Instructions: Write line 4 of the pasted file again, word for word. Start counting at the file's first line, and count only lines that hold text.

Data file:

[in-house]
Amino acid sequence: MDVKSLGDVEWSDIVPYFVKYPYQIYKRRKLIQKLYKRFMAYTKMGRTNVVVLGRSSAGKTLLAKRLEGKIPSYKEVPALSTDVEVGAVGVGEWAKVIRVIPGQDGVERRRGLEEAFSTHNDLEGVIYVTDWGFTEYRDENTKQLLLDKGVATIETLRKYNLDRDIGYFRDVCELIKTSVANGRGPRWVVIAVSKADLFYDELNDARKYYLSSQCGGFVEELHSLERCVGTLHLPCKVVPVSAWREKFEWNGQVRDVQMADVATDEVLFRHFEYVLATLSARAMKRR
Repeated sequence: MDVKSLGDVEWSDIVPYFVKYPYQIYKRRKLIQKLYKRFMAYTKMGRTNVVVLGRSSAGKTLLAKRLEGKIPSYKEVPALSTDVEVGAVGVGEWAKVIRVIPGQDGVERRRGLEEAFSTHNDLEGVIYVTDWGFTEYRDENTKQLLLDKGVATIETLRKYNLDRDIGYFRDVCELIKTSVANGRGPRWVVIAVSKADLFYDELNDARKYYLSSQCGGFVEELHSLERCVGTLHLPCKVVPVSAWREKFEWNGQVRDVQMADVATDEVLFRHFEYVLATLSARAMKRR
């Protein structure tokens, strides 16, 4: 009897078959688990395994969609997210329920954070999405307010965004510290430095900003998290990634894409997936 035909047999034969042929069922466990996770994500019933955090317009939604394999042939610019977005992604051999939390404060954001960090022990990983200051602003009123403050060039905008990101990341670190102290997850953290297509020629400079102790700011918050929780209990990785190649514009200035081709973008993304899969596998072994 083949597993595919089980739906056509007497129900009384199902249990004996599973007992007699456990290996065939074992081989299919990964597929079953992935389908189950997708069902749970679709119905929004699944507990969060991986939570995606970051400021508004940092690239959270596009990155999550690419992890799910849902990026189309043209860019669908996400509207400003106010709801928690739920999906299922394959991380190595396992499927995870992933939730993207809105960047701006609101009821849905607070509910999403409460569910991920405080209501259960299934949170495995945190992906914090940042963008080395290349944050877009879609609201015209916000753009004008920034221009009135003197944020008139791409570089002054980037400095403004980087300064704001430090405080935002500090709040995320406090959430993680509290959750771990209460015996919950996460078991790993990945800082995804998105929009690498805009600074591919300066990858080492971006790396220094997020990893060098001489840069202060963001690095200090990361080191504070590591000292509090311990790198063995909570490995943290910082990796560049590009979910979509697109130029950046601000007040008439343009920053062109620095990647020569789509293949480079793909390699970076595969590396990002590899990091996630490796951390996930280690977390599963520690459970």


């Protein structure tokens, strides 16, 4: 009897078959688990395994969609997210329920954070999405307010965004510290430095900003998290990634894409997936 035909047999034969042929069922466990996770994500019933955090317009939604394999042939610019977005992604051999939390404060954001960090022990990983200051602003009123403050060039905008990101990341670190102290997850953290297509020629400079102790700011918050929780209990990785190649514009200035081709973008993304899969596998072994 083949597993595919089980739906056509007497129900009384199902249990004996599973007992007699456990290996065939074992081989299919990964597929079953992935389908189950997708069902749970679709119905929004699944507990969060991986939570995606970051400021508004940092690239959270596009990155999550690419992890799910849902990026189309043209860019669908996400509207400003106010709801928690739920999906299922394959991380190595396992499927995870992933939730993207809105960047701006609101009821849905607070509910999403409460569910991920405080209501259960299934949170495995945190992906914090940042963008080395290349944050877009879609609201015209916000753009004008920034221009009135003197944020008139791409570089002054980037400095403004980087300064704001430090405080935002500090709040995320406090959430993680509290959750771990209460015996919950996460078991790993990945800082995804998105929009690498805009600074591919300066990858080492971006790396220094997020990893060098001489840069202060963001690095200090990361080191504070590591000292509090311990790198063995909570490995943290910082990796560049590009979910979509697109130029950046601000007040008439343009920053062109620095990647020569789509293949480079793909390699970076595969590396990002590899990091996630490796951390996930280690977390599963520690459970």